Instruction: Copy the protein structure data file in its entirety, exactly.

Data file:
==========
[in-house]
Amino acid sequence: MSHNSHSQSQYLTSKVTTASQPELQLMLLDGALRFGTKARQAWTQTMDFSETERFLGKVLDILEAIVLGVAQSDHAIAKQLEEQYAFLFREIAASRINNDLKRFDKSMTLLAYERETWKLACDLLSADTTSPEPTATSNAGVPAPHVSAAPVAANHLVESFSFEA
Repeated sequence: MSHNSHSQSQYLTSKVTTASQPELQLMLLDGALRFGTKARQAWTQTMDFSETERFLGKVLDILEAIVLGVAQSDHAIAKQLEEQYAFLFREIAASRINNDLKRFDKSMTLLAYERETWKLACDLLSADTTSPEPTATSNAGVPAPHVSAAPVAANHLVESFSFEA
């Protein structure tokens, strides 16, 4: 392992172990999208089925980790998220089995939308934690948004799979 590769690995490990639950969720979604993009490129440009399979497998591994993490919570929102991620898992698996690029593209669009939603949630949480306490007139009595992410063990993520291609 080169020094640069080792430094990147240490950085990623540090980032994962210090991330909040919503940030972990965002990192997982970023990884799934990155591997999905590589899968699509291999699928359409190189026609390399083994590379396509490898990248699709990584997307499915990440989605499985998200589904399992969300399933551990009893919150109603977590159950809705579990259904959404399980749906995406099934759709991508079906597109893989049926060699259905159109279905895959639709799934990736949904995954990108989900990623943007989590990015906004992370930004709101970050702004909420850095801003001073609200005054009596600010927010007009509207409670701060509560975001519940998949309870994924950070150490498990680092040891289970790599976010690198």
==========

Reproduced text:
[in-house]
Amino acid sequence: MSHNSHSQSQYLTSKVTTASQPELQLMLLDGALRFGTKARQAWTQTMDFSETERFLGKVLDILEAIVLGVAQSDHAIAKQLEEQYAFLFREIAASRINNDLKRFDKSMTLLAYERETWKLACDLLSADTTSPEPTATSNAGVPAPHVSAAPVAANHLVESFSFEA
Repeated sequence: MSHNSHSQSQYLTSKVTTASQPELQLMLLDGALRFGTKARQAWTQTMDFSETERFLGKVLDILEAIVLGVAQSDHAIAKQLEEQYAFLFREIAASRINNDLKRFDKSMTLLAYERETWKLACDLLSADTTSPEPTATSNAGVPAPHVSAAPVAANHLVESFSFEA
């Protein structure tokens, strides 16, 4: 392992172990999208089925980790998220089995939308934690948004799979 590769690995490990639950969720979604993009490129440009399979497998591994993490919570929102991620898992698996690029593209669009939603949630949480306490007139009595992410063990993520291609 080169020094640069080792430094990147240490950085990623540090980032994962210090991330909040919503940030972990965002990192997982970023990884799934990155591997999905590589899968699509291999699928359409190189026609390399083994590379396509490898990248699709990584997307499915990440989605499985998200589904399992969300399933551990009893919150109603977590159950809705579990259904959404399980749906995406099934759709991508079906597109893989049926060699259905159109279905895959639709799934990736949904995954990108989900990623943007989590990015906004992370930004709101970050702004909420850095801003001073609200005054009596600010927010007009509207409670701060509560975001519940998949309870994924950070150490498990680092040891289970790599976010690198």